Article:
Stefan Edlis, a self-described toolmaker who with his wife Gael Neeson created one of the most dynamic and admired collections of contemporary art in the world, has died at the age of 94.
Edlis was a European immigrant and a member of the Greatest Generation: a World War II Navy man who returned from the South Pacific to prosper in postwar America, and become, with Neeson, an unwavering patron of the arts across three American cities. Perfectly happy to be kicked out of his school in Vienna at the age of fourteen, Edlis had just eight years of formal education, but would become the unflappable, discerning collector who gifted Jeff Koons’s Rabbit to the MCA in 1991.
Born in Vienna on June 12, 1925, Stefan Edlis was just fourteen when his father died after a brief illness, and fifteen when he traveled with his mother, his older sister, and infant brother from Vienna to New York, escaping the Nazis with the aid of family in Pittsburgh. For the rest of his life Edlis kept his German passport, stamped with a large red "J" for Jew.
Once settled in the United States, Edlis was obligated to register for the draft and was called up in 1943. After the war Edlis benefitted from the G.I. Bill, interviewing with toolmakers in San Francisco and eventually apprenticing under one. A quick and ambitious toolmaker in a speculative industry, Edlis would work in San Francisco and New York before making his way to Chicago, where he founded his own company in 1965: Apollo Plastics on Chicago’s Elston Avenue.
Shortly after, Edlis started to collect in earnest. In the 1970s he met his second wife, Neeson, who shared his passion for collecting contemporary art. They both consistently preferred the provocative over the provincial. The couple also set off on their decades-long support of public arts institutions in Chicago, New York, and Aspen.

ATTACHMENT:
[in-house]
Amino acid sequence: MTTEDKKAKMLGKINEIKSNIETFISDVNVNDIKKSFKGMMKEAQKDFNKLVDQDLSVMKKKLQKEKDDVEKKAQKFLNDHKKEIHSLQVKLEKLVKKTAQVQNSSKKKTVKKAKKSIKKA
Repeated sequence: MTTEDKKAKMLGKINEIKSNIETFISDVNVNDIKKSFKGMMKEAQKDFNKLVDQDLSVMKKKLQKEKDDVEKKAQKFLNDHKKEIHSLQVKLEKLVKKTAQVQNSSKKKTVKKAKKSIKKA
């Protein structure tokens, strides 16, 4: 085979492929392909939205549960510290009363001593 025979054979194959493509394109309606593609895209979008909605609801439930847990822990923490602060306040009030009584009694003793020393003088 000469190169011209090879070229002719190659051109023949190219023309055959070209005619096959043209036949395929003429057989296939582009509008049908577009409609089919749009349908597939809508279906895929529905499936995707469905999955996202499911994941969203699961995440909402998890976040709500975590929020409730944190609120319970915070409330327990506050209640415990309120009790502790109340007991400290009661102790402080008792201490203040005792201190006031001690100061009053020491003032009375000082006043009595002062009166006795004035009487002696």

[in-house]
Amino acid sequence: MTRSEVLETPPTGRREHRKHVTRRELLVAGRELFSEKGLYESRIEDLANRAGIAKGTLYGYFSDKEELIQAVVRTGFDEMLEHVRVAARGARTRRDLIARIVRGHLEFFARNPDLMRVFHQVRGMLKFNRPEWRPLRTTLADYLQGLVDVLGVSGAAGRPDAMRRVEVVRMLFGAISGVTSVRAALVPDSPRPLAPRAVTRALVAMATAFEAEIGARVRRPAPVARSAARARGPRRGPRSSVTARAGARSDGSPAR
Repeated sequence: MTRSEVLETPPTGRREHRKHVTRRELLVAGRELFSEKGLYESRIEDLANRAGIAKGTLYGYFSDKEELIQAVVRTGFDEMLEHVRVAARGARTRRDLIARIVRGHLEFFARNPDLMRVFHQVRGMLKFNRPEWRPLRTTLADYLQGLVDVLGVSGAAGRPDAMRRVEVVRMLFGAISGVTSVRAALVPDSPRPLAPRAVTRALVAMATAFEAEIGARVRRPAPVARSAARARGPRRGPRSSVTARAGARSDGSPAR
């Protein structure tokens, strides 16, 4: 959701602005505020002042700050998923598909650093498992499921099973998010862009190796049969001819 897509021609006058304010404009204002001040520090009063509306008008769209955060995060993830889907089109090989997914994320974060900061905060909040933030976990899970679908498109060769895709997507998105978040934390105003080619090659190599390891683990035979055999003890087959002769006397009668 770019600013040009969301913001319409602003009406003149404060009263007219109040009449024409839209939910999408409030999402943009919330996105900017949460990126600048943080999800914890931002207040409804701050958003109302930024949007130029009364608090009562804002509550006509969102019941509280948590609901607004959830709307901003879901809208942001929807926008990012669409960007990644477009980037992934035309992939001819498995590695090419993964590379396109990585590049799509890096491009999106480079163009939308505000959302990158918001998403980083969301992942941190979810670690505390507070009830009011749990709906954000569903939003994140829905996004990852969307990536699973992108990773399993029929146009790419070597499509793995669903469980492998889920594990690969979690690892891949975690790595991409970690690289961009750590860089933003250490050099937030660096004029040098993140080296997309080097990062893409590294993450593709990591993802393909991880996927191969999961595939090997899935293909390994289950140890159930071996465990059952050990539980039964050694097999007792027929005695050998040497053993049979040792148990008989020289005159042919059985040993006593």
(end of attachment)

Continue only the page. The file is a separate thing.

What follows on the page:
Edlis often spoke of a love of gazing at art, and he explained to friends that he wanted more than anything else to convey to others “the richness of the art world,” which for him was made vibrant not only by great, pioneering works, but also by the kindred spirits he found among auction house representatives, curators, fellow collectors, and museum directors.
One collecting decision in particular reflects Stefan Edlis’s unique mix of audacity, intellect, and foresight. In 2001, he and Neeson purchased Him, the Italian artist Maurizio Cattelan’s controversial sculpture of an eerily lifelike Adolph Hitler as a boy on his knees, hands crossed and eyes upward. Edlis put Cattelan in the same company as Marcel Duchamp—highly significant to the history of art—and installed Him in the couple’s Chicago home, between two tall bookshelves stocked with volumes on art. Directly in the rendered-Hitler’s sight line, the cunning Edlis placed a book that his sister, a feminist scholar, had given him forty years earlier: Psychopathia Sexualis by Richard von Krafft-Ebing. When asked in the HBO documentary The Price of Everything, “What’s it like as a Jewish collector to own the Cattelen?” Edlis replied, “It’s a fair question. It’s also irrelevant. Because art is art.”
“Stefan Edlis was a superhuman being who influenced every great cultural institution in Chicago. He loved to be at an idea’s inception and then support it through to becoming an exhibition, an acquisition, or even an entire building. Stefan, joined by his wife Gael, loved how artists expand our thinking and perception of the world, and perhaps most of all, how artists test the limits. The MCA would not be what it is without Stefan and his boundless passion, curiosity, kindness, and optimism. His leadership and philanthropy made him among the most generous supporters in the MCA’s history. For close to forty years, he contributed to every campaign, supported countless major shows, with Gael established an acquisitions endowment that brought in contemporary masterpieces, and gave artworks to the museum that have become MCA icons. Stefan’s involvement in the arts made his life bigger, and in turn, he made sure that art made other people’s lives bigger, and that is what we loved about him.”